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Habitat and working ranch conserved near Carbondale

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On Tuesday, Aug. 31, a handful of giddy Aspen Valley Land Trust (AVLT) staff members gathered at the Coffman Ranch, 1.5 miles east of downtown Carbondale. They were there to celebrate the organization’s purchase of the verdant property from longtime owners Rex and JoAnn Coffman.

The Coffmans purchased the property in the 1950s from the Cerise family. An old barn remains from their former dairy operation, though for the last 30 years or so they’ve leased their pastures to Bill Fales of Cold Mountain Ranch for his cattle operation. A conservation-minded family, the Coffmans, and their children, decided to sell their property at a discount to the local land trust.

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AVLT could not make the $6.5 million purchase alone. $2.5 million came from Great Outdoors Colorado’s Protect Initiative, $2 million came from Pitkin County, $200,000 came from Garfield County and $25,000 from the Town of Carbondale.

The purchase has been in the works since 2019, though AVLT and the Coffmans first collaborated over a small conservation easement on the property in 2003. AVLT usually doesn’t purchase land outright, instead buying conservation easements on privately owned parcels. But, according to AVLT staff, the Coffman Ranch is so uniquely precious they decided it warranted a more hands-on approach.

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The ranch boasts about three quarters of a mile of Roaring Fork River frontage with undeveloped riparian habitat and about 35 acres of wetlands. According to Jeff Davlyn, AVLT’s philanthropy director, “There’s a bunch of dense habitat along this three quarter mile of Roaring Fork River. The more biologists we talk to, we keep hearing there’s just not much of this kind of riparian shrubland and woodland left on the middle Roaring Fork River. The quality of the wetlands through that section is really unique.”

Another compelling feature of the Coffman Ranch is ample senior water rights, which are now also protected by AVLT’s ownership and the associated conservation easement that was purchased by Pitkin County Open Space and Trails. The water rights are on the Union and Slough Ditches and date back to 1884. According to Suzanne Stephens, AVLT’s executive director, “A big part of why Pitkin County got involved in funding [this project] is because by protecting these water rights, it basically ensures that this water has to run through the Roaring Fork River all the way through Pitkin County to get here. And so, in that sense, it’s protection for Pitkin County rivers and water by tying it down here.”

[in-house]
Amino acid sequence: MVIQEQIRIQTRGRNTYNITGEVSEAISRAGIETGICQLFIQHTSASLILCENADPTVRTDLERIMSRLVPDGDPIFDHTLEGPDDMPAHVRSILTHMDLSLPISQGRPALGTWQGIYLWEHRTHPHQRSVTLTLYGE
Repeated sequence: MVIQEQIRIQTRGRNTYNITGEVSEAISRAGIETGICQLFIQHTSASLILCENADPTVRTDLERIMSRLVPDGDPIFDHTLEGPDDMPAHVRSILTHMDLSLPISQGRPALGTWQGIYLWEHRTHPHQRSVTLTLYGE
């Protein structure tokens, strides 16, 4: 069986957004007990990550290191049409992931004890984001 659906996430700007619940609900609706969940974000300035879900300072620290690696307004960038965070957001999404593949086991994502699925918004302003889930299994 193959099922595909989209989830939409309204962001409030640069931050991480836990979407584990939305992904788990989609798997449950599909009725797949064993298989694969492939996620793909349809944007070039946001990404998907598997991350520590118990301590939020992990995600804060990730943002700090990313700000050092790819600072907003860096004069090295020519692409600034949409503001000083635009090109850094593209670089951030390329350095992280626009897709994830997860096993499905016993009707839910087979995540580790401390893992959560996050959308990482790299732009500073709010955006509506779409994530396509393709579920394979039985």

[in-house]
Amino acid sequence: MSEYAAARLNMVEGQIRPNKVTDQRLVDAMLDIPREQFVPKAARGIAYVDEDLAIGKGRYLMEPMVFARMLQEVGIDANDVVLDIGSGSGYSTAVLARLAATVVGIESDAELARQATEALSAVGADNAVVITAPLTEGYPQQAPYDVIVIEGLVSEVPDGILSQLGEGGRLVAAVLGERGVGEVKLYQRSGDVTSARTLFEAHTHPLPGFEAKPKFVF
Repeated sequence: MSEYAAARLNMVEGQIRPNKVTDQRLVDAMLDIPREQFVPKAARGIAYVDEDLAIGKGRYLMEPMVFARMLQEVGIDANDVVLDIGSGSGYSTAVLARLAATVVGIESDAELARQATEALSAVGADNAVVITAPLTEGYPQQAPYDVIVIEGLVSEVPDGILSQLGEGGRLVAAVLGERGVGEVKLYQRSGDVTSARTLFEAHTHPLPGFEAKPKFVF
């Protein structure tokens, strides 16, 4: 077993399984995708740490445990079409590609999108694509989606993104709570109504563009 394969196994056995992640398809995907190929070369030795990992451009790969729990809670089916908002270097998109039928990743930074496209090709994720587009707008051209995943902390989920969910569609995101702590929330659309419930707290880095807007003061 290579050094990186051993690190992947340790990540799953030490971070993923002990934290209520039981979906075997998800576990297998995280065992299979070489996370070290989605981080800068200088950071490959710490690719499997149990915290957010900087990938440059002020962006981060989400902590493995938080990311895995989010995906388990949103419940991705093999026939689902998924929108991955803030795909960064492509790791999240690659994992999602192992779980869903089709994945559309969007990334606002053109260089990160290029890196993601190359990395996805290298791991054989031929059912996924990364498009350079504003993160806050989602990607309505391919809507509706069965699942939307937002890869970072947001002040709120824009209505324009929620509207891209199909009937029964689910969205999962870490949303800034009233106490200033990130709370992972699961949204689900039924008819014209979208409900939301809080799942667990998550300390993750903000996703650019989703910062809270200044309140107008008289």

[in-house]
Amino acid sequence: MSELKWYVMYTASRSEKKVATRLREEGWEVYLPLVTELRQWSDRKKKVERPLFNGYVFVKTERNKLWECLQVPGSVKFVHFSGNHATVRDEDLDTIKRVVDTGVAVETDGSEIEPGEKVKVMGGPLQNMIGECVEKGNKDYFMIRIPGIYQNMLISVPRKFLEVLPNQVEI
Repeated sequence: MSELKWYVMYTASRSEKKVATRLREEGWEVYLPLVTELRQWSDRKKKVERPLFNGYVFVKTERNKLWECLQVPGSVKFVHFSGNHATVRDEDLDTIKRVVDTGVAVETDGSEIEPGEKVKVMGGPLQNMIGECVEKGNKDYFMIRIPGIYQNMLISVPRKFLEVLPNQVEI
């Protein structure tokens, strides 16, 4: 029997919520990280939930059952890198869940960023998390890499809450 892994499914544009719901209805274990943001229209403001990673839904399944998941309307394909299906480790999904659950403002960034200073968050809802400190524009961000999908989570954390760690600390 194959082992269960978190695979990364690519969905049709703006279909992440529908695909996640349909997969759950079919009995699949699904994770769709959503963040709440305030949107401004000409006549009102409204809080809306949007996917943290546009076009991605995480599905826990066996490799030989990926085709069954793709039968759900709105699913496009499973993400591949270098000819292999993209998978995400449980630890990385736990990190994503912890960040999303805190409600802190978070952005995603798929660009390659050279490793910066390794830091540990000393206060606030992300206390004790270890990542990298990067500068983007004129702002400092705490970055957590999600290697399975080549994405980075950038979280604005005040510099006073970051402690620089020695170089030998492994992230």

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In addition to fulfilling AVLT’s mission of protecting wildlife habitat, this purchase also preserves agricultural land. The flood-irrigated pastures are currently leased to Bill Fales, who says that the land is important to his cattle operation. “That shoulder season before and after the Forest Service permits are available is a critical time for us to have our cows on nice pasture. They get bred better, more of them become pregnant, if they’re on good feed. And if I can save feeding hay, hay that takes a lot of work to put up, and have them feed themselves, it’s much more economical.”

Over the next few months, AVLT will be working on their management plan for the property. Goals include restoring the western edge of the property, protecting existing wildlife habitat, continuing agricultural activity, creating public access to the property and the river, developing educational programming, potentially expanding food production and, one day, moving AVLT’s offices to the site. While they have brought in enough grants and donations to cover the purchase, that fundraising effort is part of a larger $14 million campaign to support management and future programs at the property.

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In an interview, Bill Fales, the Coffman’s longtime leaseholder, reflected on the legacy of the Coffman family. “Rex and Jo and their three kids are being amazingly generous to the community. You could easily see how a billionaire could have bought the property and fenced it off and changed the habitat. Rex and Jo really wanted it to stay as a working ranch and are thrilled that AVLT are going to be doing the work they are going to do there. They really need a lot of congratulations for doing that, and for forgoing getting more dollars, in order to take care of the property the way they see best.”

For now, life on the ranch will continue much as it has in years past. Rex and JoAnn Coffman have a life tenancy on the property and AVLT intends to maintain the existing agricultural leases.

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The community will have a chance to visit the property on Sunday, Sep. 19, for AVLT’s “Party in the Pasture.” The event is free, but registration is requested at avlt.org

Tags: #Aspen Valley Land Trust #conservation #Olivia Emmer
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